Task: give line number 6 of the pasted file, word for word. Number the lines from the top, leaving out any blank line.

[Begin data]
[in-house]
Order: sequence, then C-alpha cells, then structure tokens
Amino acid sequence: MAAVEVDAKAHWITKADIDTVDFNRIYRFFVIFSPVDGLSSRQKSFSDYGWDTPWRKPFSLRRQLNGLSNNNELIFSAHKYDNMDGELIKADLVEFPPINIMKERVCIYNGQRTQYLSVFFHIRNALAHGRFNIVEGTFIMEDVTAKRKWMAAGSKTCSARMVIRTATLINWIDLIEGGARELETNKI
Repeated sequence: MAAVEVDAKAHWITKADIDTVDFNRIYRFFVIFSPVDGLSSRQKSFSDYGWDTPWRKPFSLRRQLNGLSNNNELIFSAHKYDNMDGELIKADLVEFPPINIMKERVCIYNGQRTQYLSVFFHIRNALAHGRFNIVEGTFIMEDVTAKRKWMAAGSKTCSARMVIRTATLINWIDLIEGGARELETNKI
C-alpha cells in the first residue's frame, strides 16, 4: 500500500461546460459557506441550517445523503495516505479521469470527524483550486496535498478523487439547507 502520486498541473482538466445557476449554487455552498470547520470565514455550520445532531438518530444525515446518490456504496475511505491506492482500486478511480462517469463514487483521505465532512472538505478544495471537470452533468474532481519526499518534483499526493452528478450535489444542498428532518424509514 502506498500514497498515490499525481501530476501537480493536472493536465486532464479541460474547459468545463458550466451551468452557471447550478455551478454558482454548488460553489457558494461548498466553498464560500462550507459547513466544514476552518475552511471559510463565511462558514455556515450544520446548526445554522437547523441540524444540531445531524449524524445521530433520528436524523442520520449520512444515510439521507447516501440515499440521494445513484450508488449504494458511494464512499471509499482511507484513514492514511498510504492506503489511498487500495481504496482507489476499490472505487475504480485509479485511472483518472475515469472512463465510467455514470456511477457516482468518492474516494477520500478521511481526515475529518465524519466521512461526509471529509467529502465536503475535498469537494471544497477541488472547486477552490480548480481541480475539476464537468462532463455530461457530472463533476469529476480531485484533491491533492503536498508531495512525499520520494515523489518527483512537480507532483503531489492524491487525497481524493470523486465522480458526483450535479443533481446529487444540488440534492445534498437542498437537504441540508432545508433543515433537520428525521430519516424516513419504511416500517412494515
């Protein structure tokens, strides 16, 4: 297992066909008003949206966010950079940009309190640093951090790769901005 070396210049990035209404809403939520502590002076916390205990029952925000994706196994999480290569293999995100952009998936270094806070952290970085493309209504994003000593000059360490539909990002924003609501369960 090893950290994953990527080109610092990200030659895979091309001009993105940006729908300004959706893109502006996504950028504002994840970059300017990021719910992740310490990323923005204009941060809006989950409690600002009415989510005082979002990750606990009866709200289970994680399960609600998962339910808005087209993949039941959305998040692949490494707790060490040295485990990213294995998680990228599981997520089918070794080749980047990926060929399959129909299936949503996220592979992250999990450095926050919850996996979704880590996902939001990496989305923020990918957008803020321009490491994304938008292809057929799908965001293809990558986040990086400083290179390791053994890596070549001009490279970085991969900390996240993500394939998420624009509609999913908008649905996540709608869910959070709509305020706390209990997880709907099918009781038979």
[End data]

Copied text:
């Protein structure tokens, strides 16, 4: 297992066909008003949206966010950079940009309190640093951090790769901005 070396210049990035209404809403939520502590002076916390205990029952925000994706196994999480290569293999995100952009998936270094806070952290970085493309209504994003000593000059360490539909990002924003609501369960 090893950290994953990527080109610092990200030659895979091309001009993105940006729908300004959706893109502006996504950028504002994840970059300017990021719910992740310490990323923005204009941060809006989950409690600002009415989510005082979002990750606990009866709200289970994680399960609600998962339910808005087209993949039941959305998040692949490494707790060490040295485990990213294995998680990228599981997520089918070794080749980047990926060929399959129909299936949503996220592979992250999990450095926050919850996996979704880590996902939001990496989305923020990918957008803020321009490491994304938008292809057929799908965001293809990558986040990086400083290179390791053994890596070549001009490279970085991969900390996240993500394939998420624009509609999913908008649905996540709608869910959070709509305020706390209990997880709907099918009781038979």